Upon his return to the United States, Warren, called attention to the “intense suffering [and] the absolute starvation of thousands” in Ireland, joining others, including the great Irish temperance lecturer Father Theobald Mathew and the so-called “Learned Blacksmith” Elihu Burritt, in proposing a plan for Irish famine relief. The U. S. government became interested in their proposal, and soon after supplied the U.S. frigate Jamestown  to transport food to the famine victims.

U.S. acquisition of California in 1848 and the discovery of gold at Sutter’s Mill in the same year led to large-scale migration of easterners, the so-called “Forty Niners,” to the gold fields. One of these was Warren, who was destined to spend the second half of his life in the west.

While most of the “Forty-Niners,” were young, unmarried men, at the time of his migration Warren was a mature 44, a married man, and the father of several children. Moreover, his decision to go west was a carefully thought out business decision. Warren had accepted an offer from a group of Boston and New York investors to act as business manager of the recently-organized Sweden Mining Company. In exchange for their passage to California, the participants agreed to work in the gold fields under company auspices for an established period of time.

Warren set out on March 2, 1849 for the western El Dorado, temporarily leaving his family behind in Boston. The members of the Sweden Mining Company were transported to the gold fields aboard a company-owned vessel, the Sweden, a 650 ton ship of recent construction, named in honor of the great Swedish soprano Jenny Lind, a great popular favorite in Boston. The ship, with its 212 passengers, reached San Francisco by way of Cape Horn on August 6, 1849, after a torturous five month passage.

Warren had scant opportunity to demonstrate his skills as a mining company manager, however, for the employees of the Sweden Company quickly reneged on their agreements, scattering to the various gold fields on an individual basis.

Never easily discouraged, Warren saw other business opportunities in California and proceeded to take advantage of them. He quickly established a letter carrying service between San Francisco and the interior mining camps. And in November 1849, a mere three months after his arrival, founded a general provisioning firm, Warren & Company, in California’s capital city of Sacramento.

The frequency of scurvy in the mining camps, and his own deep interest in horticulture, led Warren to orient his provisioning business toward the acquisition and sale of fruit trees, seeds, and agricultural implements. By 1852 Warren’s store had become so important to the state’s expanding agricultural economy, that it served as the site of the first California State Fair, the rooms above it being dubbed “Agricultural Hall.”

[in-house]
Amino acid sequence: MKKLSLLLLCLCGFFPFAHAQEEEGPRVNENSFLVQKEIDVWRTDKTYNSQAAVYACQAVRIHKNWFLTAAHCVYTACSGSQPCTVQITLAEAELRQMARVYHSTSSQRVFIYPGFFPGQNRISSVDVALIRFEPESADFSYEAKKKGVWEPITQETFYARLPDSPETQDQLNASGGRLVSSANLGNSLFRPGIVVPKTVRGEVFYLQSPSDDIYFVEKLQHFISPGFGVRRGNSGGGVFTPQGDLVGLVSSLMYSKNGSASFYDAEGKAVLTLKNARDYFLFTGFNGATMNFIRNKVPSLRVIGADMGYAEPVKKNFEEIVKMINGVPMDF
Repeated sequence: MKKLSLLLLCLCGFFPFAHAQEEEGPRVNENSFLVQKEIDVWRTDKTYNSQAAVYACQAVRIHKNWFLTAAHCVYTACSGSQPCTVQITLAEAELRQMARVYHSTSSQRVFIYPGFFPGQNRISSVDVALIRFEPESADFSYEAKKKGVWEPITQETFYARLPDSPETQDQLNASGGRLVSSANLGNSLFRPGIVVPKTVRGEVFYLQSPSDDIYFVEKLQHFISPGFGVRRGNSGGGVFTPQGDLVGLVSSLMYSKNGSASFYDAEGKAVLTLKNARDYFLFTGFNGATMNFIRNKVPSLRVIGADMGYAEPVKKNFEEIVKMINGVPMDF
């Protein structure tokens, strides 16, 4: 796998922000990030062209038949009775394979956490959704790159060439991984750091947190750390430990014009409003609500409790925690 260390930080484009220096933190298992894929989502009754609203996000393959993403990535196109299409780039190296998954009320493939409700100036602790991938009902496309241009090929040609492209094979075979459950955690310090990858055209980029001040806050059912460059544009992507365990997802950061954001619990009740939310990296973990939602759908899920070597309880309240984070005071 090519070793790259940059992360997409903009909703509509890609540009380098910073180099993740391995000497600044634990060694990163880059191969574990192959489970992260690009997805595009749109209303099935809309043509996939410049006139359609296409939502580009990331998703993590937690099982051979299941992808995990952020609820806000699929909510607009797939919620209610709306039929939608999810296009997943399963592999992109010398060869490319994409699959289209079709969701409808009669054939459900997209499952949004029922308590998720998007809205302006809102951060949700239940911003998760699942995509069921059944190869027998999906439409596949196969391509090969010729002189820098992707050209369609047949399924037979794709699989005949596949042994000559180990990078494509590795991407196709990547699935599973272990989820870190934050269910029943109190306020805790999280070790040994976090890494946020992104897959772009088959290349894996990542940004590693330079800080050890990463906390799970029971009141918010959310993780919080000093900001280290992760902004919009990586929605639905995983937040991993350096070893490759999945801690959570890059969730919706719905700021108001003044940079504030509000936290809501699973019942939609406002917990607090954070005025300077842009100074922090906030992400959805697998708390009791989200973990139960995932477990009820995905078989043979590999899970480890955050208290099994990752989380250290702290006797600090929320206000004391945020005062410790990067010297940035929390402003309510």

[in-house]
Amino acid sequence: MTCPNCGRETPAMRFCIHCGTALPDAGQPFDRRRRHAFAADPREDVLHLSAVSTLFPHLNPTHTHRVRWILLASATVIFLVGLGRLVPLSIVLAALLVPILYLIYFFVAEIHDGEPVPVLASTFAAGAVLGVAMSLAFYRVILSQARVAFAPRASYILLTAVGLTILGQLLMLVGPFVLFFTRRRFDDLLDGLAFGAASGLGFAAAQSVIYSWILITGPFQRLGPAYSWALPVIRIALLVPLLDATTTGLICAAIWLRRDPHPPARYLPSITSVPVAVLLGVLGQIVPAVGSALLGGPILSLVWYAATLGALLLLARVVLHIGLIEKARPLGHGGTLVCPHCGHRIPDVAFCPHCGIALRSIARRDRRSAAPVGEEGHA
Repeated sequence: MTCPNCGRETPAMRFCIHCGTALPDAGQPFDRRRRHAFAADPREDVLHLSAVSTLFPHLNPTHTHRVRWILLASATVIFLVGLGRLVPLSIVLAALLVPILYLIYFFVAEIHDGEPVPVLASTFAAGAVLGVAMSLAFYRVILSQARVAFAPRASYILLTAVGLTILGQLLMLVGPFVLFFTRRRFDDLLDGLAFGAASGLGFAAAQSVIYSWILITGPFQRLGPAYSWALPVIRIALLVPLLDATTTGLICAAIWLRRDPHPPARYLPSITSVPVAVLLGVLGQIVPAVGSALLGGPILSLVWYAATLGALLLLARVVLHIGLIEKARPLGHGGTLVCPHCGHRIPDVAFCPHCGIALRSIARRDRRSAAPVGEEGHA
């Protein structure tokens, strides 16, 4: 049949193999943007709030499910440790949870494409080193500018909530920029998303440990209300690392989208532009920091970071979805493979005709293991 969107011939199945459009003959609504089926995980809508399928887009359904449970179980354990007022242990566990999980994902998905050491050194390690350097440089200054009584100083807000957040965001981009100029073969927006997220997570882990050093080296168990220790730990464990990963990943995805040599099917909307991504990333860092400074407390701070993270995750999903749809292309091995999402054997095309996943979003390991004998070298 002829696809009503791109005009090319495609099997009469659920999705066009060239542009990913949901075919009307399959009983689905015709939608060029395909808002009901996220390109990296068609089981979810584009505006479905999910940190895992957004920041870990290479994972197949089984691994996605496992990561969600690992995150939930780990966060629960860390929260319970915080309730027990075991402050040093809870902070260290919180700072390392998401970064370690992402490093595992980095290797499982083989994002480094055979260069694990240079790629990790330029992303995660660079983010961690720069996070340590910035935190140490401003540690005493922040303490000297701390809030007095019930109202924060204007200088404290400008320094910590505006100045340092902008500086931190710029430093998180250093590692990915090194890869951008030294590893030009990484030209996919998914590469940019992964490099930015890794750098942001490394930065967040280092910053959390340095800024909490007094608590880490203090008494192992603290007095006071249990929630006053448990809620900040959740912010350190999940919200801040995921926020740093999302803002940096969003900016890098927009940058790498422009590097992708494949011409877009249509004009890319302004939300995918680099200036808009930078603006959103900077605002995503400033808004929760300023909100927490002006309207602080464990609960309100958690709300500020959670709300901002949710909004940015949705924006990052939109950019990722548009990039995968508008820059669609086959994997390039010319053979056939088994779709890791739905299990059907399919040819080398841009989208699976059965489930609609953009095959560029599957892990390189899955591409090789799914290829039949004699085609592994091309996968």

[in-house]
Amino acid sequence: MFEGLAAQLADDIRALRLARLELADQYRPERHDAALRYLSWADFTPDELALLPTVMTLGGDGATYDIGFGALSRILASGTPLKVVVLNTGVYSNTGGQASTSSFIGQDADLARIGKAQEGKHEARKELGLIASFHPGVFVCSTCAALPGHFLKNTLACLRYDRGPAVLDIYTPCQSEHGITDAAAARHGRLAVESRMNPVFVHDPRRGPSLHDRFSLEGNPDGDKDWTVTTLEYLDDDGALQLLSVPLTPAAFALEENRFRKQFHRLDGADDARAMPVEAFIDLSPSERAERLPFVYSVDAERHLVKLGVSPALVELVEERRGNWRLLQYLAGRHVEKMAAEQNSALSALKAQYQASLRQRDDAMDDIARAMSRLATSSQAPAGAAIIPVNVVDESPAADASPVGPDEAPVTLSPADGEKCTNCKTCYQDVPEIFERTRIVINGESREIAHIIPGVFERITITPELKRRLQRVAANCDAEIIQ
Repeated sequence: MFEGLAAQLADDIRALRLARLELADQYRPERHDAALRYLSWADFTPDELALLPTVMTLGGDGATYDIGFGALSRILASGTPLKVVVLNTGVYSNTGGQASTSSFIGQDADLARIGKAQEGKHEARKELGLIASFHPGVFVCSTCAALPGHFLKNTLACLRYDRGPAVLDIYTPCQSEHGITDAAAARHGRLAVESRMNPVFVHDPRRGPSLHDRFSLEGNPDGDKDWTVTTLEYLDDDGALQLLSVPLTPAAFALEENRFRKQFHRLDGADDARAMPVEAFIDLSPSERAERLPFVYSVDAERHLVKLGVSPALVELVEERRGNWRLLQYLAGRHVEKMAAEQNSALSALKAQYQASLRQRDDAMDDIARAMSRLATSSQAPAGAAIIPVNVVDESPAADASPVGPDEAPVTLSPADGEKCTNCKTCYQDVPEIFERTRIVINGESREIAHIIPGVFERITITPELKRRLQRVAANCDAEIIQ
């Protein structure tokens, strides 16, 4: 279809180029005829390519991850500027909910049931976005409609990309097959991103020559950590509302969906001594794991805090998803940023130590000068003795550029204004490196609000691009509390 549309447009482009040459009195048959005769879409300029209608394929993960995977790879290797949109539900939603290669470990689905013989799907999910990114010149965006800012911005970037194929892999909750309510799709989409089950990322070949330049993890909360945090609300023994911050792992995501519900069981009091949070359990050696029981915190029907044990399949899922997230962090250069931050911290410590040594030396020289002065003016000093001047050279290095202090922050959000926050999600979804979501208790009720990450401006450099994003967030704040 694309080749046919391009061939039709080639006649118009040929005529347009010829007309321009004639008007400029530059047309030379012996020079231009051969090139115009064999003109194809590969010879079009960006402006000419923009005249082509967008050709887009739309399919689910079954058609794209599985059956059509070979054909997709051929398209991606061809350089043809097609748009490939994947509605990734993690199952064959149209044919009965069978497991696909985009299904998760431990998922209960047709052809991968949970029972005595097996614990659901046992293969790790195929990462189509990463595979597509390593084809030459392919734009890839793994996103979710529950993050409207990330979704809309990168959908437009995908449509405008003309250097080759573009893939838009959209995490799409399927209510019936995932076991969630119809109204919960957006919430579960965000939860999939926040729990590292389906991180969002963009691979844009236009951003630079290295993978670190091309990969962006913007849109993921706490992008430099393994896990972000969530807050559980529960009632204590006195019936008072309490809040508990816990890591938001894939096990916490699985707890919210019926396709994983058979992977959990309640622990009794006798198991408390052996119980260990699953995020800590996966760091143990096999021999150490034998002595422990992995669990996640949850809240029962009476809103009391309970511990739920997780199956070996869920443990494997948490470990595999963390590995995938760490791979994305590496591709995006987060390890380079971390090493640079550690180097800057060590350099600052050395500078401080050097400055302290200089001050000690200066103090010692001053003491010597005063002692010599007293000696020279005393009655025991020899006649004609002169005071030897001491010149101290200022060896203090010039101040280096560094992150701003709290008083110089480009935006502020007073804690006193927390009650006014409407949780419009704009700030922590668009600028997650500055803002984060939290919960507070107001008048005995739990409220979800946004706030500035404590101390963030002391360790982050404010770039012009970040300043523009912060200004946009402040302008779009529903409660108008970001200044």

Many of the practices followed at this first California State Fair, which Warren almost singlehandedly organized, it should be noted, closely paralleled those followed at the Brighton Fair and Cattle Show, held for many years at Brighton’s Agricultural Hall under the auspices of the Massachusetts Society for Promoting Agriculture. Here again we see evidence of the influence of New England men, practices, and institutions upon the west.

In 1853, Warren shifted his business headquarters to San Francisco, the state’s largest city, thereafter running the enterprise in association with his son, John Quincy Adams Warren.

The great horticulturalists contributions to California agriculture were many and varied.  In addition to his role as initiator of the first state fair, Warren was also largely responsible for establishing the principal agricultural publication in the west, The California Farmer and Journal of Useful Sciences,  and also took the lead in the foundation of the California State Agricultural Society, which was incorporated, largely at his behest, by the state legislature in 1854, with permission to establish two experimental farms, and to erect meeting halls and exhibition buildings.

As Historian Walton Bean wrote of the Bostonian J. L. L. F. Warren’s many contributions to California agriculture: “One of the greatest needs of the frontier state’s slowly and clumsily developing agriculture was the introduction and adaptation of new crops, and it was here that Warren rendered one of the greatest of his services.  His office served as a clearinghouse for the exchange of information, specimens, and seeds, not merely within California, but with other parts of the United States, South America, and the Orient.”